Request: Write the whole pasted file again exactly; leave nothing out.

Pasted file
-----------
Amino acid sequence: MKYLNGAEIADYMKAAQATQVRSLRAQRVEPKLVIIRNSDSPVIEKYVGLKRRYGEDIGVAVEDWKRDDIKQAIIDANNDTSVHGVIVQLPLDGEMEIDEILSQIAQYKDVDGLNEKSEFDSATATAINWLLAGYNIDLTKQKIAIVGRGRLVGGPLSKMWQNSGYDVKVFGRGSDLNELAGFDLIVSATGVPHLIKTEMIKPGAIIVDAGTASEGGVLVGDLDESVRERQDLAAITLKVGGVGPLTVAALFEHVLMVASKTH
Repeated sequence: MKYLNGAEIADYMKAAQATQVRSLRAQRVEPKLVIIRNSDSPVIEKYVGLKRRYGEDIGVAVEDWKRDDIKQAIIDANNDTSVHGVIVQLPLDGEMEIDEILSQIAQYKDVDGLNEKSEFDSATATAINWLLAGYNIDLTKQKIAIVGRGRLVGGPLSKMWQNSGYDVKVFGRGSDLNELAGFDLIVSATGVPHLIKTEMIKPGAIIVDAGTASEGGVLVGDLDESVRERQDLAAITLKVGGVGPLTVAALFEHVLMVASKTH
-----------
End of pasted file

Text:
Amino acid sequence: MKYLNGAEIADYMKAAQATQVRSLRAQRVEPKLVIIRNSDSPVIEKYVGLKRRYGEDIGVAVEDWKRDDIKQAIIDANNDTSVHGVIVQLPLDGEMEIDEILSQIAQYKDVDGLNEKSEFDSATATAINWLLAGYNIDLTKQKIAIVGRGRLVGGPLSKMWQNSGYDVKVFGRGSDLNELAGFDLIVSATGVPHLIKTEMIKPGAIIVDAGTASEGGVLVGDLDESVRERQDLAAITLKVGGVGPLTVAALFEHVLMVASKTH
Repeated sequence: MKYLNGAEIADYMKAAQATQVRSLRAQRVEPKLVIIRNSDSPVIEKYVGLKRRYGEDIGVAVEDWKRDDIKQAIIDANNDTSVHGVIVQLPLDGEMEIDEILSQIAQYKDVDGLNEKSEFDSATATAINWLLAGYNIDLTKQKIAIVGRGRLVGGPLSKMWQNSGYDVKVFGRGSDLNELAGFDLIVSATGVPHLIKTEMIKPGAIIVDAGTASEGGVLVGDLDESVRERQDLAAITLKVGGVGPLTVAALFEHVLMVASKTH